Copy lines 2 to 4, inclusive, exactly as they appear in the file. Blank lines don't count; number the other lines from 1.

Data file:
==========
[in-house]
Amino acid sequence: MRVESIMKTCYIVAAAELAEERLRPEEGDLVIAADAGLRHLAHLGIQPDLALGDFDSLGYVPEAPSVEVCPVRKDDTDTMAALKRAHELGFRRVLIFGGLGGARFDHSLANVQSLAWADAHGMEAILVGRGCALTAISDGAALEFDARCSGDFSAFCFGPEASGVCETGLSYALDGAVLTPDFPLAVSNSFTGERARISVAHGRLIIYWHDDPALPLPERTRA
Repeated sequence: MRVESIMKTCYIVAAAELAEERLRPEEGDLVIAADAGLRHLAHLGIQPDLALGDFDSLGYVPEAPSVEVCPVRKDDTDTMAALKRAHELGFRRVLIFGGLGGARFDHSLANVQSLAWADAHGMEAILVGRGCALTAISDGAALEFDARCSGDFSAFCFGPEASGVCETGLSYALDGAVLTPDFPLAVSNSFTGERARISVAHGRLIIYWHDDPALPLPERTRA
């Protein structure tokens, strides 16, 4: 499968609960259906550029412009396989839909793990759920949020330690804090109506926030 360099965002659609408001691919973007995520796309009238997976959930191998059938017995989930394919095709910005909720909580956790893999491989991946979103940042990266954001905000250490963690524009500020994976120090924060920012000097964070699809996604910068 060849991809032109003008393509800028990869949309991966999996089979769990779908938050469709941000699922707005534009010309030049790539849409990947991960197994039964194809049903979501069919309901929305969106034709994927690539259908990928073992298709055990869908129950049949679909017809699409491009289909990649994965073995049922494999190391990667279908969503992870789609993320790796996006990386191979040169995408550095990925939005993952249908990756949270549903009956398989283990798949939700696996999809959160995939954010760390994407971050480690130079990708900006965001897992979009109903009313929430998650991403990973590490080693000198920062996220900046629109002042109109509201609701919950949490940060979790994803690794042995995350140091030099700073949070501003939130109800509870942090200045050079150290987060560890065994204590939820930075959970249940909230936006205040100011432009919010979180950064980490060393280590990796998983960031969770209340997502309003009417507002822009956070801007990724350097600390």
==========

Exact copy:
Amino acid sequence: MRVESIMKTCYIVAAAELAEERLRPEEGDLVIAADAGLRHLAHLGIQPDLALGDFDSLGYVPEAPSVEVCPVRKDDTDTMAALKRAHELGFRRVLIFGGLGGARFDHSLANVQSLAWADAHGMEAILVGRGCALTAISDGAALEFDARCSGDFSAFCFGPEASGVCETGLSYALDGAVLTPDFPLAVSNSFTGERARISVAHGRLIIYWHDDPALPLPERTRA
Repeated sequence: MRVESIMKTCYIVAAAELAEERLRPEEGDLVIAADAGLRHLAHLGIQPDLALGDFDSLGYVPEAPSVEVCPVRKDDTDTMAALKRAHELGFRRVLIFGGLGGARFDHSLANVQSLAWADAHGMEAILVGRGCALTAISDGAALEFDARCSGDFSAFCFGPEASGVCETGLSYALDGAVLTPDFPLAVSNSFTGERARISVAHGRLIIYWHDDPALPLPERTRA
């Protein structure tokens, strides 16, 4: 499968609960259906550029412009396989839909793990759920949020330690804090109506926030 360099965002659609408001691919973007995520796309009238997976959930191998059938017995989930394919095709910005909720909580956790893999491989991946979103940042990266954001905000250490963690524009500020994976120090924060920012000097964070699809996604910068 060849991809032109003008393509800028990869949309991966999996089979769990779908938050469709941000699922707005534009010309030049790539849409990947991960197994039964194809049903979501069919309901929305969106034709994927690539259908990928073992298709055990869908129950049949679909017809699409491009289909990649994965073995049922494999190391990667279908969503992870789609993320790796996006990386191979040169995408550095990925939005993952249908990756949270549903009956398989283990798949939700696996999809959160995939954010760390994407971050480690130079990708900006965001897992979009109903009313929430998650991403990973590490080693000198920062996220900046629109002042109109509201609701919950949490940060979790994803690794042995995350140091030099700073949070501003939130109800509870942090200045050079150290987060560890065994204590939820930075959970249940909230936006205040100011432009919010979180950064980490060393280590990796998983960031969770209340997502309003009417507002822009956070801007990724350097600390």